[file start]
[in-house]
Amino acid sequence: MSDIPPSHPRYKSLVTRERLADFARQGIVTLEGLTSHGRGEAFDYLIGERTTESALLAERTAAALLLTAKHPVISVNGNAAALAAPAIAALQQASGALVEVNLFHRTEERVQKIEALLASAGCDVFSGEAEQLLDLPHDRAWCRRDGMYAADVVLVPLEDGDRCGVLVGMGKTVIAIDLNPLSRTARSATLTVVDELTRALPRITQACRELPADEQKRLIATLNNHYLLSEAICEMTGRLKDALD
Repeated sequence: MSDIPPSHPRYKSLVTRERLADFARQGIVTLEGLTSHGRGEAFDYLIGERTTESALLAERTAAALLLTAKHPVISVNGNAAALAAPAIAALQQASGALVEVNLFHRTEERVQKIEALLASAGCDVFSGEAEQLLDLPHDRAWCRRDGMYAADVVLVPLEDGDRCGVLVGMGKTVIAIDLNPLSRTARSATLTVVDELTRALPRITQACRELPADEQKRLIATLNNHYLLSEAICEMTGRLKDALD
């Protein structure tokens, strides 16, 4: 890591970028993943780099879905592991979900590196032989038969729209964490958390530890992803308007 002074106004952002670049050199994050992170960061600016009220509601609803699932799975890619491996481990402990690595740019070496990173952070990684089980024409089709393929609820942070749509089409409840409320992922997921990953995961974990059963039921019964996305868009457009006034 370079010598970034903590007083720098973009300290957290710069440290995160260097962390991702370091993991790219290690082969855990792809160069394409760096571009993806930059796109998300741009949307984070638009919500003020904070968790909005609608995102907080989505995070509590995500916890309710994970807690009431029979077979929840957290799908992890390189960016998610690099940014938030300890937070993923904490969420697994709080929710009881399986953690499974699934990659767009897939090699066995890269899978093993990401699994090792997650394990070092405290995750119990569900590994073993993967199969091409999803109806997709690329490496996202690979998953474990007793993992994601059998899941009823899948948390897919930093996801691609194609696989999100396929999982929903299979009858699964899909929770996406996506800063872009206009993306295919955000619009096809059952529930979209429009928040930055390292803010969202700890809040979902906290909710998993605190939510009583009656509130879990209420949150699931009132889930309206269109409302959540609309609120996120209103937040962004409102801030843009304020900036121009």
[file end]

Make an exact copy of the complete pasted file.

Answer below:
[in-house]
Amino acid sequence: MSDIPPSHPRYKSLVTRERLADFARQGIVTLEGLTSHGRGEAFDYLIGERTTESALLAERTAAALLLTAKHPVISVNGNAAALAAPAIAALQQASGALVEVNLFHRTEERVQKIEALLASAGCDVFSGEAEQLLDLPHDRAWCRRDGMYAADVVLVPLEDGDRCGVLVGMGKTVIAIDLNPLSRTARSATLTVVDELTRALPRITQACRELPADEQKRLIATLNNHYLLSEAICEMTGRLKDALD
Repeated sequence: MSDIPPSHPRYKSLVTRERLADFARQGIVTLEGLTSHGRGEAFDYLIGERTTESALLAERTAAALLLTAKHPVISVNGNAAALAAPAIAALQQASGALVEVNLFHRTEERVQKIEALLASAGCDVFSGEAEQLLDLPHDRAWCRRDGMYAADVVLVPLEDGDRCGVLVGMGKTVIAIDLNPLSRTARSATLTVVDELTRALPRITQACRELPADEQKRLIATLNNHYLLSEAICEMTGRLKDALD
């Protein structure tokens, strides 16, 4: 890591970028993943780099879905592991979900590196032989038969729209964490958390530890992803308007 002074106004952002670049050199994050992170960061600016009220509601609803699932799975890619491996481990402990690595740019070496990173952070990684089980024409089709393929609820942070749509089409409840409320992922997921990953995961974990059963039921019964996305868009457009006034 370079010598970034903590007083720098973009300290957290710069440290995160260097962390991702370091993991790219290690082969855990792809160069394409760096571009993806930059796109998300741009949307984070638009919500003020904070968790909005609608995102907080989505995070509590995500916890309710994970807690009431029979077979929840957290799908992890390189960016998610690099940014938030300890937070993923904490969420697994709080929710009881399986953690499974699934990659767009897939090699066995890269899978093993990401699994090792997650394990070092405290995750119990569900590994073993993967199969091409999803109806997709690329490496996202690979998953474990007793993992994601059998899941009823899948948390897919930093996801691609194609696989999100396929999982929903299979009858699964899909929770996406996506800063872009206009993306295919955000619009096809059952529930979209429009928040930055390292803010969202700890809040979902906290909710998993605190939510009583009656509130879990209420949150699931009132889930309206269109409302959540609309609120996120209103937040962004409102801030843009304020900036121009």